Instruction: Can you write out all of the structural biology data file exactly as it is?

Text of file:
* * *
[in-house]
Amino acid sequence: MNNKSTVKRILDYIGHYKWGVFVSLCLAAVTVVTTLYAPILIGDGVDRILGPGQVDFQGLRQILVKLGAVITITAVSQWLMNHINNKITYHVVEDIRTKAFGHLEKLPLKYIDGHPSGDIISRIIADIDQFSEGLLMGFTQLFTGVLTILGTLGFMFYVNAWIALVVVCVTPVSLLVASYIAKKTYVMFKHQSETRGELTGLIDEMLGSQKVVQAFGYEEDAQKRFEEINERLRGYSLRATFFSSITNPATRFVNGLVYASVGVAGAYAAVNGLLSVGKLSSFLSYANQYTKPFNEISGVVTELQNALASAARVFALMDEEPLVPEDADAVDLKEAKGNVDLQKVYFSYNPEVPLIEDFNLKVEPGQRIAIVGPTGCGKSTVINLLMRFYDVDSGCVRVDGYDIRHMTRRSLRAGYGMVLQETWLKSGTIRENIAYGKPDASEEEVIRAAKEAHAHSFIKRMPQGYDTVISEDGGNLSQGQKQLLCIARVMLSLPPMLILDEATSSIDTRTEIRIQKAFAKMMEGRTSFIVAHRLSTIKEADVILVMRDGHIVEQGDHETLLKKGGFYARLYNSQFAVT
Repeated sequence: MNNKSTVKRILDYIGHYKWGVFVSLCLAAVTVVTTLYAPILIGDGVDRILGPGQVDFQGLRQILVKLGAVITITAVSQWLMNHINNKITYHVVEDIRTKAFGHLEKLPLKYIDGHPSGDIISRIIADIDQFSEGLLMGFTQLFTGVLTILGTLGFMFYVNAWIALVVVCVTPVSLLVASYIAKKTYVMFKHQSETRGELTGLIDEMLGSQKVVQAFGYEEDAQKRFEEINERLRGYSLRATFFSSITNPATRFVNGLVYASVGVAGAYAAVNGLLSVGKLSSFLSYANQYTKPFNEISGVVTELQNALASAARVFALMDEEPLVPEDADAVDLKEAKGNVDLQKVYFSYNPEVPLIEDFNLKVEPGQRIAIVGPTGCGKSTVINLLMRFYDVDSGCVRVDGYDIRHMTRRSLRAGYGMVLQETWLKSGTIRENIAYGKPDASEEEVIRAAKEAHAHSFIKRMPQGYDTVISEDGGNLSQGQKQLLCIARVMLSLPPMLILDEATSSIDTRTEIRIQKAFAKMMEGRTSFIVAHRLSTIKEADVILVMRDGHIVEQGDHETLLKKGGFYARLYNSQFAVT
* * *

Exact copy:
[in-house]
Amino acid sequence: MNNKSTVKRILDYIGHYKWGVFVSLCLAAVTVVTTLYAPILIGDGVDRILGPGQVDFQGLRQILVKLGAVITITAVSQWLMNHINNKITYHVVEDIRTKAFGHLEKLPLKYIDGHPSGDIISRIIADIDQFSEGLLMGFTQLFTGVLTILGTLGFMFYVNAWIALVVVCVTPVSLLVASYIAKKTYVMFKHQSETRGELTGLIDEMLGSQKVVQAFGYEEDAQKRFEEINERLRGYSLRATFFSSITNPATRFVNGLVYASVGVAGAYAAVNGLLSVGKLSSFLSYANQYTKPFNEISGVVTELQNALASAARVFALMDEEPLVPEDADAVDLKEAKGNVDLQKVYFSYNPEVPLIEDFNLKVEPGQRIAIVGPTGCGKSTVINLLMRFYDVDSGCVRVDGYDIRHMTRRSLRAGYGMVLQETWLKSGTIRENIAYGKPDASEEEVIRAAKEAHAHSFIKRMPQGYDTVISEDGGNLSQGQKQLLCIARVMLSLPPMLILDEATSSIDTRTEIRIQKAFAKMMEGRTSFIVAHRLSTIKEADVILVMRDGHIVEQGDHETLLKKGGFYARLYNSQFAVT
Repeated sequence: MNNKSTVKRILDYIGHYKWGVFVSLCLAAVTVVTTLYAPILIGDGVDRILGPGQVDFQGLRQILVKLGAVITITAVSQWLMNHINNKITYHVVEDIRTKAFGHLEKLPLKYIDGHPSGDIISRIIADIDQFSEGLLMGFTQLFTGVLTILGTLGFMFYVNAWIALVVVCVTPVSLLVASYIAKKTYVMFKHQSETRGELTGLIDEMLGSQKVVQAFGYEEDAQKRFEEINERLRGYSLRATFFSSITNPATRFVNGLVYASVGVAGAYAAVNGLLSVGKLSSFLSYANQYTKPFNEISGVVTELQNALASAARVFALMDEEPLVPEDADAVDLKEAKGNVDLQKVYFSYNPEVPLIEDFNLKVEPGQRIAIVGPTGCGKSTVINLLMRFYDVDSGCVRVDGYDIRHMTRRSLRAGYGMVLQETWLKSGTIRENIAYGKPDASEEEVIRAAKEAHAHSFIKRMPQGYDTVISEDGGNLSQGQKQLLCIARVMLSLPPMLILDEATSSIDTRTEIRIQKAFAKMMEGRTSFIVAHRLSTIKEADVILVMRDGHIVEQGDHETLLKKGGFYARLYNSQFAVT